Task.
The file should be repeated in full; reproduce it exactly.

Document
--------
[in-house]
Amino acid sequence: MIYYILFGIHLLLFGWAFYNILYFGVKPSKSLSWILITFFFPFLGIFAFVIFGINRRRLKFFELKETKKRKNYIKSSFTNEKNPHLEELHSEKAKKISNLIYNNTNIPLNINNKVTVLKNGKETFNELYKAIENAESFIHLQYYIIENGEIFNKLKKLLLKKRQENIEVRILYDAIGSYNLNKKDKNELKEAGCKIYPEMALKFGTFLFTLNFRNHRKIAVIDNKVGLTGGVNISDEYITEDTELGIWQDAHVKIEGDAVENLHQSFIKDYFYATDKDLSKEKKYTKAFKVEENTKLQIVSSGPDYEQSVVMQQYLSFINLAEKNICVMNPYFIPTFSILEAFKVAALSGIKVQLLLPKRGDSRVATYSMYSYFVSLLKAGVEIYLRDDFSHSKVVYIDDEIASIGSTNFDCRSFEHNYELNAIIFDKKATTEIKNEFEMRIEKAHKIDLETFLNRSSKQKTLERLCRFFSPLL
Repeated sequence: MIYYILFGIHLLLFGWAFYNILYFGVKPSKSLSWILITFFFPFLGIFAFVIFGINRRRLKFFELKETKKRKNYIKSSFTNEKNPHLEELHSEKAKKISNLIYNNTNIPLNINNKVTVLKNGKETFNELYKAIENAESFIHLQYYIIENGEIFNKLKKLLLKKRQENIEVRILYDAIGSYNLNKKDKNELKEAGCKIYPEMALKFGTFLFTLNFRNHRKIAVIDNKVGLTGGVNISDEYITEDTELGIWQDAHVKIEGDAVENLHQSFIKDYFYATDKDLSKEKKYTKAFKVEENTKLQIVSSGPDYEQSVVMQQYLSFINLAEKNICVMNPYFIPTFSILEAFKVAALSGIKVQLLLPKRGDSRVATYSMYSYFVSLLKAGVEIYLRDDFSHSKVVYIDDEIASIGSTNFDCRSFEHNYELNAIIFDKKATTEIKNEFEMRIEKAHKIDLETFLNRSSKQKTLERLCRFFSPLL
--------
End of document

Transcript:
[in-house]
Amino acid sequence: MIYYILFGIHLLLFGWAFYNILYFGVKPSKSLSWILITFFFPFLGIFAFVIFGINRRRLKFFELKETKKRKNYIKSSFTNEKNPHLEELHSEKAKKISNLIYNNTNIPLNINNKVTVLKNGKETFNELYKAIENAESFIHLQYYIIENGEIFNKLKKLLLKKRQENIEVRILYDAIGSYNLNKKDKNELKEAGCKIYPEMALKFGTFLFTLNFRNHRKIAVIDNKVGLTGGVNISDEYITEDTELGIWQDAHVKIEGDAVENLHQSFIKDYFYATDKDLSKEKKYTKAFKVEENTKLQIVSSGPDYEQSVVMQQYLSFINLAEKNICVMNPYFIPTFSILEAFKVAALSGIKVQLLLPKRGDSRVATYSMYSYFVSLLKAGVEIYLRDDFSHSKVVYIDDEIASIGSTNFDCRSFEHNYELNAIIFDKKATTEIKNEFEMRIEKAHKIDLETFLNRSSKQKTLERLCRFFSPLL
Repeated sequence: MIYYILFGIHLLLFGWAFYNILYFGVKPSKSLSWILITFFFPFLGIFAFVIFGINRRRLKFFELKETKKRKNYIKSSFTNEKNPHLEELHSEKAKKISNLIYNNTNIPLNINNKVTVLKNGKETFNELYKAIENAESFIHLQYYIIENGEIFNKLKKLLLKKRQENIEVRILYDAIGSYNLNKKDKNELKEAGCKIYPEMALKFGTFLFTLNFRNHRKIAVIDNKVGLTGGVNISDEYITEDTELGIWQDAHVKIEGDAVENLHQSFIKDYFYATDKDLSKEKKYTKAFKVEENTKLQIVSSGPDYEQSVVMQQYLSFINLAEKNICVMNPYFIPTFSILEAFKVAALSGIKVQLLLPKRGDSRVATYSMYSYFVSLLKAGVEIYLRDDFSHSKVVYIDDEIASIGSTNFDCRSFEHNYELNAIIFDKKATTEIKNEFEMRIEKAHKIDLETFLNRSSKQKTLERLCRFFSPLL